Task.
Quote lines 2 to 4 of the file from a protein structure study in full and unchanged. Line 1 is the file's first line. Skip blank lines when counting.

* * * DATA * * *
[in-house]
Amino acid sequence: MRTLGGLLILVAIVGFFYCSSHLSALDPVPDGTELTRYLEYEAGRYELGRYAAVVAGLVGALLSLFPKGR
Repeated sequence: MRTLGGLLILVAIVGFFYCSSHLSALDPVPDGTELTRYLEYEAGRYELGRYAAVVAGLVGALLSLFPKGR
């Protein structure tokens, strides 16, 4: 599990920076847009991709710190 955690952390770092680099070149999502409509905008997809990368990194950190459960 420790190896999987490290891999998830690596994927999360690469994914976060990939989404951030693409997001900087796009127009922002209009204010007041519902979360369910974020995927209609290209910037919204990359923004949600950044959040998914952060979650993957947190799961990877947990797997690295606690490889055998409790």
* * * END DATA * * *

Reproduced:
Amino acid sequence: MRTLGGLLILVAIVGFFYCSSHLSALDPVPDGTELTRYLEYEAGRYELGRYAAVVAGLVGALLSLFPKGR
Repeated sequence: MRTLGGLLILVAIVGFFYCSSHLSALDPVPDGTELTRYLEYEAGRYELGRYAAVVAGLVGALLSLFPKGR
């Protein structure tokens, strides 16, 4: 599990920076847009991709710190 955690952390770092680099070149999502409509905008997809990368990194950190459960 420790190896999987490290891999998830690596994927999360690469994914976060990939989404951030693409997001900087796009127009922002209009204010007041519902979360369910974020995927209609290209910037919204990359923004949600950044959040998914952060979650993957947190799961990877947990797997690295606690490889055998409790």